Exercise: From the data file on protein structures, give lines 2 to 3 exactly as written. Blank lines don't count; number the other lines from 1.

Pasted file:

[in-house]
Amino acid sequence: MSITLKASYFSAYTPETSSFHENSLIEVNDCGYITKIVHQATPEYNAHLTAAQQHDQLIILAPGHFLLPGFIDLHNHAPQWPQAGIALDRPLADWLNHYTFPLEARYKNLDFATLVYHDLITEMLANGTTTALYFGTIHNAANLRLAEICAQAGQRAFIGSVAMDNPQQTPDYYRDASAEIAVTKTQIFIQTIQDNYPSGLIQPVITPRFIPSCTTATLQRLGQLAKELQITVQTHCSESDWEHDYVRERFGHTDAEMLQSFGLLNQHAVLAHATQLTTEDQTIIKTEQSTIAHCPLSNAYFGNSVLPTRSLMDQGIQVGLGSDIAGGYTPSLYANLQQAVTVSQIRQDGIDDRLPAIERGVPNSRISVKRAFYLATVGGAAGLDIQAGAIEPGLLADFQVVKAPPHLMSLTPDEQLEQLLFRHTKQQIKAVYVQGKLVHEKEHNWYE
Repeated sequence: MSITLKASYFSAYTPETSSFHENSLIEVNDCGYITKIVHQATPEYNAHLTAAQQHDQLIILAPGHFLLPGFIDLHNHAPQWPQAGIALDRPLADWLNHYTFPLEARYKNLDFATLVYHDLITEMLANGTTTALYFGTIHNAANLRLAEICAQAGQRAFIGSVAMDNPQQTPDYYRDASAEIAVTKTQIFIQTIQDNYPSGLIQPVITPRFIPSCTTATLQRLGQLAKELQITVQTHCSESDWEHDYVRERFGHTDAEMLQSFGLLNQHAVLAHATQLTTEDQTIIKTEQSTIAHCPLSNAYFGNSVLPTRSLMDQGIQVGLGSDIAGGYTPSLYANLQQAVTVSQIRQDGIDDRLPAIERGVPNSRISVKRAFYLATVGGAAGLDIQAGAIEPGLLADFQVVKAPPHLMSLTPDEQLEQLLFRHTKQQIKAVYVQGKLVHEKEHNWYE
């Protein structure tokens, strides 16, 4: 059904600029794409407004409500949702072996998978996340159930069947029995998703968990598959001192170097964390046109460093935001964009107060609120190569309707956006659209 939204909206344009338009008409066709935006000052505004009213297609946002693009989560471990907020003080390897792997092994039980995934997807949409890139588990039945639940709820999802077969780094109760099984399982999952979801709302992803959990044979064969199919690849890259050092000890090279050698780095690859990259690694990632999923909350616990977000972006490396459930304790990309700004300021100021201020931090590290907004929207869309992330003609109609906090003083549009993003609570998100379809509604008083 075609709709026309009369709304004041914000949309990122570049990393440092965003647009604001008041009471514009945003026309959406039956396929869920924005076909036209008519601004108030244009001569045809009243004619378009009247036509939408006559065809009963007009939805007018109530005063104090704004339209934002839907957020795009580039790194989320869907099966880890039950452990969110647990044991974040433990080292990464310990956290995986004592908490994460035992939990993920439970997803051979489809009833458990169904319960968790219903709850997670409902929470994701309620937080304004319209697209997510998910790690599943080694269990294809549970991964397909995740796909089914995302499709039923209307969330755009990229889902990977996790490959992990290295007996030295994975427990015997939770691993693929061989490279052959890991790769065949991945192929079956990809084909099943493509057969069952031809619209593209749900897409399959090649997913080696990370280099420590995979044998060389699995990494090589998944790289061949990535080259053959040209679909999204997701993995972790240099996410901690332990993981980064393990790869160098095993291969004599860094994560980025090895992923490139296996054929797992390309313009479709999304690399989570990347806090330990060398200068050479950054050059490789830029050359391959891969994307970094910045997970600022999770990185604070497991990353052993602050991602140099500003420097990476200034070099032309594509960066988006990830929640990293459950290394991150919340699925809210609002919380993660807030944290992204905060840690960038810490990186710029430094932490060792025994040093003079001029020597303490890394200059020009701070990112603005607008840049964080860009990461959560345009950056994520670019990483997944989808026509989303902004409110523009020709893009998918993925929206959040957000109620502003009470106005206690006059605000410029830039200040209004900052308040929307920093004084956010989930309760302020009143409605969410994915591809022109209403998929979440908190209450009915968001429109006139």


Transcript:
Amino acid sequence: MSITLKASYFSAYTPETSSFHENSLIEVNDCGYITKIVHQATPEYNAHLTAAQQHDQLIILAPGHFLLPGFIDLHNHAPQWPQAGIALDRPLADWLNHYTFPLEARYKNLDFATLVYHDLITEMLANGTTTALYFGTIHNAANLRLAEICAQAGQRAFIGSVAMDNPQQTPDYYRDASAEIAVTKTQIFIQTIQDNYPSGLIQPVITPRFIPSCTTATLQRLGQLAKELQITVQTHCSESDWEHDYVRERFGHTDAEMLQSFGLLNQHAVLAHATQLTTEDQTIIKTEQSTIAHCPLSNAYFGNSVLPTRSLMDQGIQVGLGSDIAGGYTPSLYANLQQAVTVSQIRQDGIDDRLPAIERGVPNSRISVKRAFYLATVGGAAGLDIQAGAIEPGLLADFQVVKAPPHLMSLTPDEQLEQLLFRHTKQQIKAVYVQGKLVHEKEHNWYE
Repeated sequence: MSITLKASYFSAYTPETSSFHENSLIEVNDCGYITKIVHQATPEYNAHLTAAQQHDQLIILAPGHFLLPGFIDLHNHAPQWPQAGIALDRPLADWLNHYTFPLEARYKNLDFATLVYHDLITEMLANGTTTALYFGTIHNAANLRLAEICAQAGQRAFIGSVAMDNPQQTPDYYRDASAEIAVTKTQIFIQTIQDNYPSGLIQPVITPRFIPSCTTATLQRLGQLAKELQITVQTHCSESDWEHDYVRERFGHTDAEMLQSFGLLNQHAVLAHATQLTTEDQTIIKTEQSTIAHCPLSNAYFGNSVLPTRSLMDQGIQVGLGSDIAGGYTPSLYANLQQAVTVSQIRQDGIDDRLPAIERGVPNSRISVKRAFYLATVGGAAGLDIQAGAIEPGLLADFQVVKAPPHLMSLTPDEQLEQLLFRHTKQQIKAVYVQGKLVHEKEHNWYE